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The kidneys are vital organs performing several essential functions. Their primary function is the filtration of blood and the removal of metabolic waste products as well as fluid homeostasis. Renal filtration is the main pathway for drug removal, highlighting the importance of this organ to the growing field of nanomedicine. The kidneys (i) have a key role in the transport and clearance of nanoparticles (NPs), (ii) are exposed to potential NPs’ toxicity, and (iii) are the targets of diseases that nanomedicine can study, detect, and treat.
One of the main factors influencing the pharmacokinetics of drugs and therapeutic materials is the clearance rate from the body. After their absorption, nanoparticles enter the systemic circulation, diffuse and interact with the body, and are eventually cleared by the reticuloendothelial system (RES) or the kidney. Herein, we will focus on the kidney’s influence, as renal excretion is one of the most critical factors involved in the excretion of nanomedicines. For more information regarding the optimization of nanodrug pharmacokinetics, we recommend the review by Moss and Siccardi .
The kidneys receive 1 to 1.2 L of blood per minute, that is 20–25% of the cardiac output. Each kidney contains an average of one million nephrons, the basic functional unit of the kidney. Each nephron consists of the renal corpuscle, or glomerulus, the proximal, and distal tubules. Blood is transported via the renal vasculature to the glomeruli, where the primary filtrate is passed through fenestrated capillaries into the Bowman’s capsule, which encloses the glomerulus and collects the filtrate. The filtrate is then transported to the proximal and distal renal tubules where nutrients, water, and ions are reabsorbed and waste products secreted.
From the lumen of the capillary to the inside of the Bowman’s capsule, the glomerulus contains four structures that act as filters: the glycocalyx, the endothelium, the glomerular basement membrane (GBM), and the podocytes. The glycocalyx is a negatively charged layer of glycoproteins and glycolipids that protects the underlying endothelial cells and prevents large protein leakage. The endothelial layer is a fenestrated endothelium with large pores of 70–90 nm in diameter. The endothelial cells repose on the negatively charged GBM with pores of 2–8 nm. Its role is to prevent the filtration of large proteins and cellular components from the blood. The last filtration barrier is composed of the podocytes that sit on the urine side of the GBM. Organized as a monolayer, their interdigitating foot processes form the filtration slit sized 4 to 11 nm. Overall, the four layers create a charge- and size-selective filtration barrier with a glomerular functional barrier ’s (GFB) pore size of 4.5–5 nm .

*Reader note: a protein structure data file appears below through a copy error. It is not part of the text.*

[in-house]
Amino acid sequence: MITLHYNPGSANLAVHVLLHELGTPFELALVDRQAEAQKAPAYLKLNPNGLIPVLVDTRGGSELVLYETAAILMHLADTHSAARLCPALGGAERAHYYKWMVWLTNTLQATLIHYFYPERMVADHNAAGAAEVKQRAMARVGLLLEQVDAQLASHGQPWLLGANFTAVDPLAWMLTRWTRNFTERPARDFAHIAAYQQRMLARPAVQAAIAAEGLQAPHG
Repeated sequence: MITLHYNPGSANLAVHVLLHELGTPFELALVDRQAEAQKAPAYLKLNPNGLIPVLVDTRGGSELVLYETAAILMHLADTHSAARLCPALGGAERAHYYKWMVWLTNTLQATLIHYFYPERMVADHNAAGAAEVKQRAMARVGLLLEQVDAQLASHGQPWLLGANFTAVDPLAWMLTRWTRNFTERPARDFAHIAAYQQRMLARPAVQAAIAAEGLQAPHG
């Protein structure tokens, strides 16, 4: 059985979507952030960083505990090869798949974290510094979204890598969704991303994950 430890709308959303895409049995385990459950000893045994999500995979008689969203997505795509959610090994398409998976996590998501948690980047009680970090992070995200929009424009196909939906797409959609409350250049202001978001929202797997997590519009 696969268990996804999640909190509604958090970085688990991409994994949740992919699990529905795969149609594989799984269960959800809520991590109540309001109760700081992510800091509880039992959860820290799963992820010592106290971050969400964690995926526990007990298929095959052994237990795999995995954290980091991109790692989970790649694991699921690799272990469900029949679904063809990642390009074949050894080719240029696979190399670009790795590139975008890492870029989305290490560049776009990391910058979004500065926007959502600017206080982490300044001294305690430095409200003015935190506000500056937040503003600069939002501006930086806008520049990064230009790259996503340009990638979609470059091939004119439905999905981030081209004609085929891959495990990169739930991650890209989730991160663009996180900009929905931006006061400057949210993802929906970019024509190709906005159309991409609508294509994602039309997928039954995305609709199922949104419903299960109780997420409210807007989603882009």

Size, shape, and charge of nanoparticles must be considered when designing nanomedicine, as they will decide between renal clearance and accumulation. For example, a positively charged nanomedicine may cross more efficiently the filtration through a negatively charged GBM and podocytes than neutral or negatively charged compounds. An overview of the potential interaction of NP with the kidney is shown in Figure 1 .
Figure 1. Nanoparticle interactions in the Nephron. Sites of interaction and potential uptake of NPs that are subject to extraction or used to target the kidney. NPs enter the kidney via the renal artery and are transported to the afferent arteriole (1). Depending on particle characteristics, NPs remain in the blood stream or are subjected to renal filtration from the blood in the glomerular capillaries (2). NPs can be designed so that renal structures, such as the glycocalyx (3), endothelial cells, or the glomerular basement membrane (4), can function in selecting NPs for filtration. After filtration, NPs can interact with podocytes in the Bowman’s lumen (5). NPs in the filtrate are then transported to the proximal tubule, where they interact with proximal epithelial cells (6) and are potentially reabsorbed. Pro-drug NPs can be activated in the lysosome of proximal tubular cells (7). NPs not selected for renal filtration can interact with the renal tubular comparted after being transported from the efferent arteriole to the peritubular network (8).
2. Nanotechnology for Renal Therapy
2.1. Drug Delivery
2.1.3. Protein/Peptide-Based Carrier
2.1.4. Small Molecule Pro-Drugs
2.1.6. Hydropolymeric Carriers
2.2. Tissue Engineering
2.2.1. Renal Replacement Technology
2.2.2. Kidney Regeneration
The entry is from 10.3390/app11167187
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